Jennifer:              Well, so, so again, you know, if you remove them for a week or two, you should notice something. And I love your idea about, you know, taking pictures because sometimes, you know, we forget very easily you know, we may still have skin issues two weeks in, but comparing to where we started, it might be a marked improvement. So I think that that's very important to point out. And so with many of these, there aren't tests to directly find out if you're sensitive to them. Otherwise, I mean, you can test for histamine, their lab test for that. And then by proxy we can use urinary organics, acid testing, which is a functional test to see you know, to see what our oxalate levels are. So it's sort of a proxy to check for oxalate sensitivity. But you know, you can't really test for salicylates or glutamates for example. So that in those cases it really is a matter of taking them out of the diet for a little while to see if you have some improvements.

Jen:                        Yeah. And once you, like let's say you discover it that histamines or glutamates or something are an issue what, what exactly should you do?

Jennifer:              Well, when you find out that you have some good questions. Yeah. So I think, and I think it depends on what it is. If you're removing MSG, for example, which is a preservative and you feel better, that's not something that you should worry about adding back in at some point. That is an artificial preservative. It is not good for you. If you're finding that you are sensitive to, you know, these natural chemicals, it really warrants a look at your gut health. And so that really does involve it working with somebody who can help guide you through the process. You know, we're talking about looking at, for example, a urinary organic acids test, which you know, I mentioned in relation to looking at oxalates. I'm a huge fan of comprehensive digestive stool analysis where we can actually take a look at the composition of your gut microbiome what your commensal bacteria is doing in there looking to see if you've got any gut inflammation. So it looks at sort of the immunology and you know, inflammation in your gut, see if you have any pathogenic or potentially pathogenic stuff going on in their leaky gut. So it just gives us a lot of information which gives us a lot of opportunity to make improvements and you know, address anything that's going awry in there, which will bring improvements to your skin health.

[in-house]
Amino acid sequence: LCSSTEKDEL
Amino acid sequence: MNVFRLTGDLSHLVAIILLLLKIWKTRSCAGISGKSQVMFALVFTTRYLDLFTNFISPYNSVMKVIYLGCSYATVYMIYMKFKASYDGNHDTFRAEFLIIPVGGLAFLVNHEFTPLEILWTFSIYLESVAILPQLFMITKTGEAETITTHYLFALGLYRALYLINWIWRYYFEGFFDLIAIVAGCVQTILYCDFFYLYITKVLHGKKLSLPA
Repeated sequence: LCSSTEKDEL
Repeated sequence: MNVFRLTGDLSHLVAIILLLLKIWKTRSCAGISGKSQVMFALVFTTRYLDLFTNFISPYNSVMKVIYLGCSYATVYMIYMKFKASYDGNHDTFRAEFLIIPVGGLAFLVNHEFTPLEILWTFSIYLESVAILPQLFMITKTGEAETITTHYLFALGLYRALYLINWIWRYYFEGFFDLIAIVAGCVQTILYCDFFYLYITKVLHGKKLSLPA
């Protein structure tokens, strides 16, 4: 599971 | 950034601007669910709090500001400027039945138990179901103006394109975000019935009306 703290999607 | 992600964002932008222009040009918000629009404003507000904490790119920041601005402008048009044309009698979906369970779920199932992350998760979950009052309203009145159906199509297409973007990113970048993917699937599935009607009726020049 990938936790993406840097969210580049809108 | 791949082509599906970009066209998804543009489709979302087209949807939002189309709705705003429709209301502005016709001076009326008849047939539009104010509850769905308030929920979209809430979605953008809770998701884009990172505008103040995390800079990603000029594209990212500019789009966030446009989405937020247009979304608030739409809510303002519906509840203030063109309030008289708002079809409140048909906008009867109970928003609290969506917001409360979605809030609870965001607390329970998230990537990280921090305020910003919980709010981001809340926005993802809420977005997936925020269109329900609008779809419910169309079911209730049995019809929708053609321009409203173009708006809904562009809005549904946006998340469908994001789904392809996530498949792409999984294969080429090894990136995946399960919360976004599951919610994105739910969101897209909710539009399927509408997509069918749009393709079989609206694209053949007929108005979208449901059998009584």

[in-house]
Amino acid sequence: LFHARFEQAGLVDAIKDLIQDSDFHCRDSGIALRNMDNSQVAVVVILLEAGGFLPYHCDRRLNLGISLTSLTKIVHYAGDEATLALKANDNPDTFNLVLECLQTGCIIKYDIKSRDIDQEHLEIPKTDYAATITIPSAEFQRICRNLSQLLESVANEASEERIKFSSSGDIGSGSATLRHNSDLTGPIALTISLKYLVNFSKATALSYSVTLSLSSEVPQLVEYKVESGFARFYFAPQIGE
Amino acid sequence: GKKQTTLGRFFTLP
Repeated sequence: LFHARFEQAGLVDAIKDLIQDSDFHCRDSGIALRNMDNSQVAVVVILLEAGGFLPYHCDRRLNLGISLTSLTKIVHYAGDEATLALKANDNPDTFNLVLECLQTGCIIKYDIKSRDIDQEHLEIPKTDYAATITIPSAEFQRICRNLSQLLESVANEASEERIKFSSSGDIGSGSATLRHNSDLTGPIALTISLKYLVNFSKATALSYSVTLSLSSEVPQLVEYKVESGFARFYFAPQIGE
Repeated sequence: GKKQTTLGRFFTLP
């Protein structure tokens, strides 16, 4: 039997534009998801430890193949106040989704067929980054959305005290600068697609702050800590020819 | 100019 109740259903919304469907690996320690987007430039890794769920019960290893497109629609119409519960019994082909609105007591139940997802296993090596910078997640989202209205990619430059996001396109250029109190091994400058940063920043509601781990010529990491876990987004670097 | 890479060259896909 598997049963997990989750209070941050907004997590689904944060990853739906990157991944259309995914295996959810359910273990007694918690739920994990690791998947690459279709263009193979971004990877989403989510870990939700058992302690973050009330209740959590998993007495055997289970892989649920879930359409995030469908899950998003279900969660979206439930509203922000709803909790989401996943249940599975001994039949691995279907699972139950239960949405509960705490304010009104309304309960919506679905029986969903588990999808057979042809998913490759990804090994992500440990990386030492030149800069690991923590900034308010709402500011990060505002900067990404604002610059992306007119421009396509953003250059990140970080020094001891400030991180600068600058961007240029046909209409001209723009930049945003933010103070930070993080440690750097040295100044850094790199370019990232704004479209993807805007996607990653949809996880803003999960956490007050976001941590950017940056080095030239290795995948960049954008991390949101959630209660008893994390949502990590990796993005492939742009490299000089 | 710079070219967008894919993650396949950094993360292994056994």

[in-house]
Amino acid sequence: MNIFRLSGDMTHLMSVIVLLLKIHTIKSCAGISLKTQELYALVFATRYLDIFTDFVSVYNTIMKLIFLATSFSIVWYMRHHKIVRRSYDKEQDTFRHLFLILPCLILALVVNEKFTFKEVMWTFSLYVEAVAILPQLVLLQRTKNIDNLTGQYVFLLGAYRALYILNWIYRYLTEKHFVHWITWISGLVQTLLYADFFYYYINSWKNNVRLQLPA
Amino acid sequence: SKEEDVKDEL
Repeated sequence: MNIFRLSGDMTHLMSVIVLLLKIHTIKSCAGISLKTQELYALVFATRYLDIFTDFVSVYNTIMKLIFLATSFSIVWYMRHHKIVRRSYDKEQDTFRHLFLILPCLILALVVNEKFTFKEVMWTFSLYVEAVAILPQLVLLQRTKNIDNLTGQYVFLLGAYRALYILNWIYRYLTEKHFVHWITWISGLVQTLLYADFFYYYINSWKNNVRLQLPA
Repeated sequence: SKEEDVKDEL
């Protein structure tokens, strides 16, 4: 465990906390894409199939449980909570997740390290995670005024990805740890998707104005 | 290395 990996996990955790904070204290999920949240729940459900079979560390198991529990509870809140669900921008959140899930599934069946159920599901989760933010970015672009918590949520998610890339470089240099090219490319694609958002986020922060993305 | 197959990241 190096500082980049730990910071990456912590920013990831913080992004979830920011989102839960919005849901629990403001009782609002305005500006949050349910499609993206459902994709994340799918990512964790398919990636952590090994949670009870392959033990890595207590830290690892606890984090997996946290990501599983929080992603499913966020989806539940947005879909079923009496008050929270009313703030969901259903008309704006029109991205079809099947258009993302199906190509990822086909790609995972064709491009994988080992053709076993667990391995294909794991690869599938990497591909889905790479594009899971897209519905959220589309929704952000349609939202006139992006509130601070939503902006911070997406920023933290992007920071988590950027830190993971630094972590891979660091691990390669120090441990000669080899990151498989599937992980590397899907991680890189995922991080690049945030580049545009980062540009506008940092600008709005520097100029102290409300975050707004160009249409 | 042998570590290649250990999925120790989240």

Jen:                        Yeah. And that's a big deal because when you're not able to properly digest and absorb your nutrients, all sorts of things get screwed up. And, and to be fair, you do need to look at your gut. I think from sort of a two pronged approach. It's like first it's the gut function and then you've got to look at the microbiome. What kind of gut gut flora community is living within you and where is it living? Is another question now that we need to ask because sometimes the gut floor is not in the right spot and it's fermenting food in say the small intestine when it should be in the colon. And in that case you would have something like SIBO. So it's a big deal. And another, you know, for anybody who's like thinking about getting started on any of this, especially the gut function the bicarb test is super easy to do at home.

Jen:                        And I'm happy to link, I have a actually a cheat sheet on how to do it. It's, it's a free test you can do at home. I'll, I'll link to that in the show notes. And so, Jen, I know we always have like so much to talk about and there was more we could go on and on about. And so I'm hoping we can have you back, but is there some, you know, your website is a fantastic resource. You've got, you've got some really great stuff. What, I know you want to share some, some freebies with listeners and I'll link to them in the show notes. You wanna just want to share with everybody what you'd like to give to them.

Jennifer:              Sure. So I have a page on my website, it's skin tools and then once you go in there I have information on eczema, psoriasis, rosacea so a variety of the more common skin conditions. And then I have a cheat sheet, a eczema or skin rash, food trigger cheat sheet that's available. And that's a free download. So you can go in there and Jen, I know you'll put the links up so you can get a download of that. And then I have an ebook, so it is a blown up version of the cheat sheet. It's, it's really extensive. I was actually looking at it the other day. It is 30 pages long and I was like, Oh my gosh. So, so, and it goes into detail about each of the, and they're several more than the ones the four we discussed, but it's a detail about the different chemicals that are found in these healthy foods. You know, talks about gut health and you know what you can do about it. So yeah, so it goes into detail.

Jen:                        Yeah. And it's a great, that's actually a really great resource that you have for people. And I'll make sure to put links to all of that in our show notes to anybody that's like on the go, not necessarily watching [email protected] they'll be able to head on over to this particular episode and get all that stuff. Cause it's really good stuff. Everybody. It's really good stuff and Jen has been such a huge help for me with skin clients. We, we love nerding out on this stuff and Jen, we gotta have you back. We got to, make this happen.

Jennifer:              I would love it. Thank you so much.

Jen:                        Yeah. Thanks for joining us and everybody. We look forward to hearing or, and everyone, thank you so much for joining us and we will see you in the next interview. Thanks, Jen.

Jennifer:              Thank you.


Jennifer Fugo, MS, CNS

Jennifer Fugo, MS, CNS is an integrative Clinical Nutritionist and the founder of Skinterrupt. She works with women who are fed up with chronic gut and skin rash issues discover the root causes and create a plan to get them back to a fuller, richer life.